CALL NOW TO SCHEDULE AN APPOINTMENT 323-438-0868
Cathedral Medical Urgent Care understands that health concerns can arise at a moment’s notice. Especially on nights and weekends, making an appointment to see a primary care physician may be difficult and an emergency room visit may not be necessary. That is why we provide flexible hours for patients while providing the same quality of care at an affordable price.
What Is A Respiratory Infection?
Respiratory tract infections (RTIs) include any infection of the sinuses, throat, airways, or lungs. Colds are the most common viral respiratory infection. Most RTIs are distinguished by the area they affect, with upper respiratory tract infections mainly impacting the area from the neck up, and lower respiratory tract infections impacting the chest area.
What Is An Upper Respiratory Infection?
- Health Physicals
- Eye infections
- Vomiting and Diarrhea
- Urinary Infections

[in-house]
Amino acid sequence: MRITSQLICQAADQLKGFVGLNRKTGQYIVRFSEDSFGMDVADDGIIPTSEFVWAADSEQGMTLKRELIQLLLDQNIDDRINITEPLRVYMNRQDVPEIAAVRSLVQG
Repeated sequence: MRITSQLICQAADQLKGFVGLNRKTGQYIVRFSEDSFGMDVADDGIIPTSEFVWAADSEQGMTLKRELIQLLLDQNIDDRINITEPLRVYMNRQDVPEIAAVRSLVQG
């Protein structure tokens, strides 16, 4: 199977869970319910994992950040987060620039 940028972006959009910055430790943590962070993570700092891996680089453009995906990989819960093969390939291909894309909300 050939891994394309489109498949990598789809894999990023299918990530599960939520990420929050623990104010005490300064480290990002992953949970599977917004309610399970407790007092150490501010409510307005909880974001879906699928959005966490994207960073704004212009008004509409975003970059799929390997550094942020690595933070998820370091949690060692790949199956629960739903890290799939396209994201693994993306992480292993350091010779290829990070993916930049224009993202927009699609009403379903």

- Insect Bites
- High Blood Pressure
- High Blood Sugar
- Seasonal Allergy
- Allergic Skin Reaction
- Dental Pain
- Acid Reflux/Heart Bur
- Occupation Medicine
- Minor Burns
- Minor cuts
- Minor fractures
- Sprain and Strain
- Skin Rash and infection
- Respiratory infections
- Ear, Nose and throat Pain
Sinusitis is characterized by inflammation of the sinuses surrounding the nasal passages. Sinuses are the cavities, which secrete mucus required for effective working of the nasal passages. According to a CDC’s (Centers for Disease Control) study conducted in the year 2015 it was found that about 12% of all American adults suffered from sinusitis in 2014. Sinusitis is relatively common, but thankfully, it is not severe. Recovery is usually in a week or so even without medical intervention; however, chronic sinusitis can last for greater than 10 weeks.